“The rich must pay their share” leads nearly every news bulletin quoting Ed Miliband, Nick Clegg and the batty Greens, competing over who can most stoke up resentment and demonise the ‘the rich’.
Who says that the rich are not paying their share already?
It is outrageous that no one is asking this; that they can carry on smearing ‘the rich’, whoever they may be, as though we were on the brink of another French Revolution.
So here is a reminder about who they are and what they pay; facts that these politicians (including the wet and defensive Conservatives) seem to have forgotten. Funny since they were only published last November:
- The highest paid 3,000 people in the UK pay more income tax than the bottom nine million.
- The very highest earners – amounting to just under 3,000 people with a declared income above £2.7 million – will contribute 4.2 per cent of the total Government revenue from income tax in the current financial year. By contrast, Britain’s nine million poorest paid workers contribute less than four per cent of the total income tax receipts.
- The top ten per cent of earners pay more than 55 per cent of the total income tax.
- The rich pay more under this Government than under Labour.
- In all 29.9 million people pay income tax in the UK but almost one-third of income tax payers contribute less to the Exchequer than the top 3,000 earners – equivalent to 0.01 per cent of the total.
- In the last tax year, the richest shouldered a greater share of the burden than any time in history, even though the top rate of income tax was reduced from 50p to 45p in April 2013.
- The not so very rich – those paying at 40 per cent (who have risen steadily from just over 1.7 million in 1993/4 to 4.4 million in the current tax year – a staggering one in six of taxpayers) include teachers, bricklayers, police officers and tube drivers. I wonder if Messrs Clegg and Miliband think they are paying their share? They must be rich, after all they pay tax as though they are.
The idea that Britain’s richest people are avoiding paying tax is just nonsense. The truth is that the super rich are shouldering a greater tax burden than ever before. These are the top 0.1 per cent of earners – about 30,000 people with a minimum declared income of £670,000. They earn five per cent of the total income but pay 11.3 per cent of all income tax. This, the Institute of Economic Affairs has calculated, adds up to a contribution of about £18.8 billion in income tax to the Exchequer – equivalent to the entire budget of the Home Office and the Ministry of Justice combined.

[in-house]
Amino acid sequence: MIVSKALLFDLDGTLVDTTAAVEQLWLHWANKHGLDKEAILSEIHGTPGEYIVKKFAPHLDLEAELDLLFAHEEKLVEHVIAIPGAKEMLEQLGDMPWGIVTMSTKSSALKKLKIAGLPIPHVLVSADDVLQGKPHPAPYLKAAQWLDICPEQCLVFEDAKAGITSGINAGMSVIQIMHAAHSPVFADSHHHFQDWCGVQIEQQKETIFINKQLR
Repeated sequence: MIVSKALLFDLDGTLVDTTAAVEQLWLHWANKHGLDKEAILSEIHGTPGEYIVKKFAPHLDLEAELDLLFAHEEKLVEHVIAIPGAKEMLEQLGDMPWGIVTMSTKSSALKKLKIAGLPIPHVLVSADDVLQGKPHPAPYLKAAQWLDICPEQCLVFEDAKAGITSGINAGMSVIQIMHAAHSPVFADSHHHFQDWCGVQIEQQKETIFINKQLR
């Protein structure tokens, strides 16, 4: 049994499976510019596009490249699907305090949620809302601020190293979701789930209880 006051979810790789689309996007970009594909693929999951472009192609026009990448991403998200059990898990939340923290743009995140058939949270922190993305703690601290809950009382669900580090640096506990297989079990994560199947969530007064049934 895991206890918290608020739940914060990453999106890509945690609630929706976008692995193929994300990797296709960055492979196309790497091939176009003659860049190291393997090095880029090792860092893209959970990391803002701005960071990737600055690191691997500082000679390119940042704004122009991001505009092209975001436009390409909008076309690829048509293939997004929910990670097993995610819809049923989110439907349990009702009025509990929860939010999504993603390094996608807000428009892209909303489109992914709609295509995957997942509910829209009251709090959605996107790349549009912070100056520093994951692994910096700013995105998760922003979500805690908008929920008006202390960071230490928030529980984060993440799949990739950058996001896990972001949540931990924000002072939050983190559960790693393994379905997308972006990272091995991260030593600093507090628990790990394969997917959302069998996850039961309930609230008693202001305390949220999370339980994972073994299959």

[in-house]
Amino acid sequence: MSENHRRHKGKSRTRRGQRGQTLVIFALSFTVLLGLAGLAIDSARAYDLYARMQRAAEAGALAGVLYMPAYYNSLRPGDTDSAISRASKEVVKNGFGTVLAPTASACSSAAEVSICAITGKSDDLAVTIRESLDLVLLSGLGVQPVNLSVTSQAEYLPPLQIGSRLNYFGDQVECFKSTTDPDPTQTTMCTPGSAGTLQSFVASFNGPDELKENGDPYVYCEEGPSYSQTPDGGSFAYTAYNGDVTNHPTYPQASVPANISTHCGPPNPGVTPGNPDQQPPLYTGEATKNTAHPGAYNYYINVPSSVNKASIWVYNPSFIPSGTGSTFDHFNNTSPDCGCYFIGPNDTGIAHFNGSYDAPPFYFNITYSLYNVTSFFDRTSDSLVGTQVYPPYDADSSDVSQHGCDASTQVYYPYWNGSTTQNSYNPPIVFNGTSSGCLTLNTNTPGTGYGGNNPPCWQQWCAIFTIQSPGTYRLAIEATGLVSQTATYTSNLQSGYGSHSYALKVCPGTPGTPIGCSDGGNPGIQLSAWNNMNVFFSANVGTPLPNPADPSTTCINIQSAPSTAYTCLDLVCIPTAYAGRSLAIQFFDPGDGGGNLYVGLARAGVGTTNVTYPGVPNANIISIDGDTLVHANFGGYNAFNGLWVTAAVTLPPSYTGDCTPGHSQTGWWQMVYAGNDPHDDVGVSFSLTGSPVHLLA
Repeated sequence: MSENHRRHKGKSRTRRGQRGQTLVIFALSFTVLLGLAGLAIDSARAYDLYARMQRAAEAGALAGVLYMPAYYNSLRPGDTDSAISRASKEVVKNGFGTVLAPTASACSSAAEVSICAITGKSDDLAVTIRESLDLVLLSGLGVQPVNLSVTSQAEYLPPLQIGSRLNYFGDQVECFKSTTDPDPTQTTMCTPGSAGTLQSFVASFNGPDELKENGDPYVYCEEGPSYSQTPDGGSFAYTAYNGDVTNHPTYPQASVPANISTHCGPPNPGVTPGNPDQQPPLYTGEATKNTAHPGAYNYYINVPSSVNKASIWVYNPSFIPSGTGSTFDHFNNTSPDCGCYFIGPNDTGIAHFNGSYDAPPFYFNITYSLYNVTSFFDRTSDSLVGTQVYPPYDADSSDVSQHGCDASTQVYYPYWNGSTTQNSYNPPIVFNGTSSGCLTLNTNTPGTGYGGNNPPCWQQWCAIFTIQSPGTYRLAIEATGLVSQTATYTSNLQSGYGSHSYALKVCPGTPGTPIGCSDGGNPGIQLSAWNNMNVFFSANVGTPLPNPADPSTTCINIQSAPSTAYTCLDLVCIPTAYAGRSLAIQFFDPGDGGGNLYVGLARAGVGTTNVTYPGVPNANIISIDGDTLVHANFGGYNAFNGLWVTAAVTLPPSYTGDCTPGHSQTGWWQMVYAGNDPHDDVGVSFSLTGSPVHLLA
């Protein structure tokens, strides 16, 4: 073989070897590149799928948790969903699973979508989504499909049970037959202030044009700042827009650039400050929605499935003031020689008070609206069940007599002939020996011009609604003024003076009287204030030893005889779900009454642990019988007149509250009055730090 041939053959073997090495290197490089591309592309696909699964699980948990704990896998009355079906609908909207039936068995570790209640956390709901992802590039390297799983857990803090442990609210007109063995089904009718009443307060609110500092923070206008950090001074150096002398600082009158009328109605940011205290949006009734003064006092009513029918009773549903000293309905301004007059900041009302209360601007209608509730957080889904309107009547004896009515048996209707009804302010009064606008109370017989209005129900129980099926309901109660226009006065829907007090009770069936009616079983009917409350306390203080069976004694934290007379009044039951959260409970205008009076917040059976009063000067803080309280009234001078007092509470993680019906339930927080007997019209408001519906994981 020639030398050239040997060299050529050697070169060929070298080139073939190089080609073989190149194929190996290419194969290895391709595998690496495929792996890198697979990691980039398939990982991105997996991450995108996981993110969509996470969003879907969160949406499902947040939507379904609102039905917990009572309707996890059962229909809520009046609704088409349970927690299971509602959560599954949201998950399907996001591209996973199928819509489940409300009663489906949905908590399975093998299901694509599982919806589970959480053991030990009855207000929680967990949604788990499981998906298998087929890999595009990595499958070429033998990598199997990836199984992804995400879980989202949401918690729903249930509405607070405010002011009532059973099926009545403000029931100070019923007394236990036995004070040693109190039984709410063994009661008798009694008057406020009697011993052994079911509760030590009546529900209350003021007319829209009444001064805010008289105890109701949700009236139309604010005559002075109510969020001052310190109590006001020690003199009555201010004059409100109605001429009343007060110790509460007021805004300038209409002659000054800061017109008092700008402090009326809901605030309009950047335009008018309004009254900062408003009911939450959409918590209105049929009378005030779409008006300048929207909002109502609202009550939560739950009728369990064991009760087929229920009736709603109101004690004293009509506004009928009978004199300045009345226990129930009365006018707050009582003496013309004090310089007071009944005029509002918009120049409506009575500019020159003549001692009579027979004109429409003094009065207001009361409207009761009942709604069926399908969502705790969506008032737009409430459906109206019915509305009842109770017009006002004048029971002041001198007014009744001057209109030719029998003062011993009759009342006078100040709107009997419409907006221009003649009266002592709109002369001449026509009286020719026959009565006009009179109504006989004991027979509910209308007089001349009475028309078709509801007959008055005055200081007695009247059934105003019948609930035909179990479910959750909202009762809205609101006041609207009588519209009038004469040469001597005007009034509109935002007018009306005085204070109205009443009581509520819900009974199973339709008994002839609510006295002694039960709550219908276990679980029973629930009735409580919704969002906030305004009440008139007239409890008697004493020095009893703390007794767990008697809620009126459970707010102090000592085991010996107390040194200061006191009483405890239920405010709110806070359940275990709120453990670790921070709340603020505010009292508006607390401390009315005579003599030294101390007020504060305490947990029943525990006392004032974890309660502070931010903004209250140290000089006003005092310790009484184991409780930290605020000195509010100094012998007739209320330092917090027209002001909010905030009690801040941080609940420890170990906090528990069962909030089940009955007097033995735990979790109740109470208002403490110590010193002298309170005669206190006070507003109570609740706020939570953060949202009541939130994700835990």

What the politicians should be worrying about is not how rich they are but how so many have become so dependent on so few. They should worrying that so many people are free riding and paying no tax at all. They should be examining the total failure of recent tax policies designed to narrow the gap between rich and poor, but which have only succeeded in widening it. I am talking about the cumbersome and expensive tax credits introduced by the last Labour government.
As well as challenging the Left’s corrupt and negative politics of grievance, the Conservatives should urgently rethink the wisdom of taking millions more people out of tax altogether – something I assume they were pressured into by the Liberals. My best bet is that this attempt to narrow the gulf between the rich and poor will also only serve to widen it – which will not seem quite so wonderful when the overburdened rich, on whom the State has become so dangerously dependent, decide they have had enough. Sick of keeping the defunct British welfare state on the road, which they neither use nor approve of, they may well decide to quit the country altogether.
That is what has happened in France.